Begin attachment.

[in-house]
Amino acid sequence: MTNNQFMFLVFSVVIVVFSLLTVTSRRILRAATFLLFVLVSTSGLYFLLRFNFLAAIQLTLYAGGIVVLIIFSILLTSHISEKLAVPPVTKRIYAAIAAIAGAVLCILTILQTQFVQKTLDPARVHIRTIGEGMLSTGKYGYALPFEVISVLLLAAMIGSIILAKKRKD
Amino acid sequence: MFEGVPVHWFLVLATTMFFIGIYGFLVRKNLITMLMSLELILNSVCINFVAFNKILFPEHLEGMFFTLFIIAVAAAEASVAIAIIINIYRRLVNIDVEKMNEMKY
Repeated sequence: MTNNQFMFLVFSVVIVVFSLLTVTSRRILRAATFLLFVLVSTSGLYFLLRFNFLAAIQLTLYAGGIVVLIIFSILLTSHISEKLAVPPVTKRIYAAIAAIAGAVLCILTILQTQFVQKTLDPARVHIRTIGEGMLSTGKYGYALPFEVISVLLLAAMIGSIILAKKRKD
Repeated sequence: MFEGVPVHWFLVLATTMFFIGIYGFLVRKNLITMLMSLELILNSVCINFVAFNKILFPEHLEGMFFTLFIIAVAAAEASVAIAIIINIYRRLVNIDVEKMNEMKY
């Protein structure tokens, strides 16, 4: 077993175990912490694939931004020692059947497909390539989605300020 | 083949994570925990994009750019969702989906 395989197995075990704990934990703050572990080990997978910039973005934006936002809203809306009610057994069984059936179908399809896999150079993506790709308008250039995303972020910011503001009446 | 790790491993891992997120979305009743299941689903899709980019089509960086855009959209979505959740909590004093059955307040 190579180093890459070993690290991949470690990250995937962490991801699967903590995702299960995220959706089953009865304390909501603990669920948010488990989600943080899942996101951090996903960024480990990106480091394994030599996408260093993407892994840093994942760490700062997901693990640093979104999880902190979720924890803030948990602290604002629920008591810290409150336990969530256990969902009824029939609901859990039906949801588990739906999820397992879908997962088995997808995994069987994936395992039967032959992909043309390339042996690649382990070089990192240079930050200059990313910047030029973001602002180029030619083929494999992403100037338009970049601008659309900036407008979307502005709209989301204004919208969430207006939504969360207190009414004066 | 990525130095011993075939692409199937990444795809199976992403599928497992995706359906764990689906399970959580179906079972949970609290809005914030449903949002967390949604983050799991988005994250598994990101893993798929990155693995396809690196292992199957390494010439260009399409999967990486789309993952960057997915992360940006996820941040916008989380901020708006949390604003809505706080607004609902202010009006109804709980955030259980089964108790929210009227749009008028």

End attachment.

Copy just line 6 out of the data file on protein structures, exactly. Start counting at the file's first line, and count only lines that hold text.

């Protein structure tokens, strides 16, 4: 077993175990912490694939931004020692059947497909390539989605300020 | 083949994570925990994009750019969702989906 395989197995075990704990934990703050572990080990997978910039973005934006936002809203809306009610057994069984059936179908399809896999150079993506790709308008250039995303972020910011503001009446 | 790790491993891992997120979305009743299941689903899709980019089509960086855009959209979505959740909590004093059955307040 190579180093890459070993690290991949470690990250995937962490991801699967903590995702299960995220959706089953009865304390909501603990669920948010488990989600943080899942996101951090996903960024480990990106480091394994030599996408260093993407892994840093994942760490700062997901693990640093979104999880902190979720924890803030948990602290604002629920008591810290409150336990969530256990969902009824029939609901859990039906949801588990739906999820397992879908997962088995997808995994069987994936395992039967032959992909043309390339042996690649382990070089990192240079930050200059990313910047030029973001602002180029030619083929494999992403100037338009970049601008659309900036407008979307502005709209989301204004919208969430207006939504969360207190009414004066 | 990525130095011993075939692409199937990444795809199976992403599928497992995706359906764990689906399970959580179906079972949970609290809005914030449903949002967390949604983050799991988005994250598994990101893993798929990155693995396809690196292992199957390494010439260009399409999967990486789309993952960057997915992360940006996820941040916008989380901020708006949390604003809505706080607004609902202010009006109804709980955030259980089964108790929210009227749009008028």